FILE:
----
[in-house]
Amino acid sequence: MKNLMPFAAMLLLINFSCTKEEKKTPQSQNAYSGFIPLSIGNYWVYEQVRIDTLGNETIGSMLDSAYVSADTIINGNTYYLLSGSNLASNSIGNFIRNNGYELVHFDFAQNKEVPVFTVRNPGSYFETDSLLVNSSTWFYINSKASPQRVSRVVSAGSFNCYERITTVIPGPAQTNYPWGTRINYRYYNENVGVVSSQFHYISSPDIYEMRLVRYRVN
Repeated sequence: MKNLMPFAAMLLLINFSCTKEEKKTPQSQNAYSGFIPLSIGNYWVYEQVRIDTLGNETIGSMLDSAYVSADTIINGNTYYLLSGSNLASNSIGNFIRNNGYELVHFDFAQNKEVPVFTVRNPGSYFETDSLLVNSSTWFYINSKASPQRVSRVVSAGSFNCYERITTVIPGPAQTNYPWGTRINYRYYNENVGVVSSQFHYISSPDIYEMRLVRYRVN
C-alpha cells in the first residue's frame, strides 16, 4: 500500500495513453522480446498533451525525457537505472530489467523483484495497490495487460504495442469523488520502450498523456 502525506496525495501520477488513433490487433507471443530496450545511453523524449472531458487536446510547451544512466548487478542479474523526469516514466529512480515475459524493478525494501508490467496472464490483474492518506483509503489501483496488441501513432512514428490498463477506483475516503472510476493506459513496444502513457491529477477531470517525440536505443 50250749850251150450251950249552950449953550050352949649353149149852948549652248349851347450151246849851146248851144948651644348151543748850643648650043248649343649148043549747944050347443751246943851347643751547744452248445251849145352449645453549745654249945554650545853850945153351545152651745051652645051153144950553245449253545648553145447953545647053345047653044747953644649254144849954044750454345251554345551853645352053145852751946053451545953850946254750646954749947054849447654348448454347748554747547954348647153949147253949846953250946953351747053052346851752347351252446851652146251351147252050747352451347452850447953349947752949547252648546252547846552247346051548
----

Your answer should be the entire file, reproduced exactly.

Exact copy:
[in-house]
Amino acid sequence: MKNLMPFAAMLLLINFSCTKEEKKTPQSQNAYSGFIPLSIGNYWVYEQVRIDTLGNETIGSMLDSAYVSADTIINGNTYYLLSGSNLASNSIGNFIRNNGYELVHFDFAQNKEVPVFTVRNPGSYFETDSLLVNSSTWFYINSKASPQRVSRVVSAGSFNCYERITTVIPGPAQTNYPWGTRINYRYYNENVGVVSSQFHYISSPDIYEMRLVRYRVN
Repeated sequence: MKNLMPFAAMLLLINFSCTKEEKKTPQSQNAYSGFIPLSIGNYWVYEQVRIDTLGNETIGSMLDSAYVSADTIINGNTYYLLSGSNLASNSIGNFIRNNGYELVHFDFAQNKEVPVFTVRNPGSYFETDSLLVNSSTWFYINSKASPQRVSRVVSAGSFNCYERITTVIPGPAQTNYPWGTRINYRYYNENVGVVSSQFHYISSPDIYEMRLVRYRVN
C-alpha cells in the first residue's frame, strides 16, 4: 500500500495513453522480446498533451525525457537505472530489467523483484495497490495487460504495442469523488520502450498523456 502525506496525495501520477488513433490487433507471443530496450545511453523524449472531458487536446510547451544512466548487478542479474523526469516514466529512480515475459524493478525494501508490467496472464490483474492518506483509503489501483496488441501513432512514428490498463477506483475516503472510476493506459513496444502513457491529477477531470517525440536505443 50250749850251150450251950249552950449953550050352949649353149149852948549652248349851347450151246849851146248851144948651644348151543748850643648650043248649343649148043549747944050347443751246943851347643751547744452248445251849145352449645453549745654249945554650545853850945153351545152651745051652645051153144950553245449253545648553145447953545647053345047653044747953644649254144849954044750454345251554345551853645352053145852751946053451545953850946254750646954749947054849447654348448454347748554747547954348647153949147253949846953250946953351747053052346851752347351252446851652146251351147252050747352451347452850447953349947752949547252648546252547846552247346051548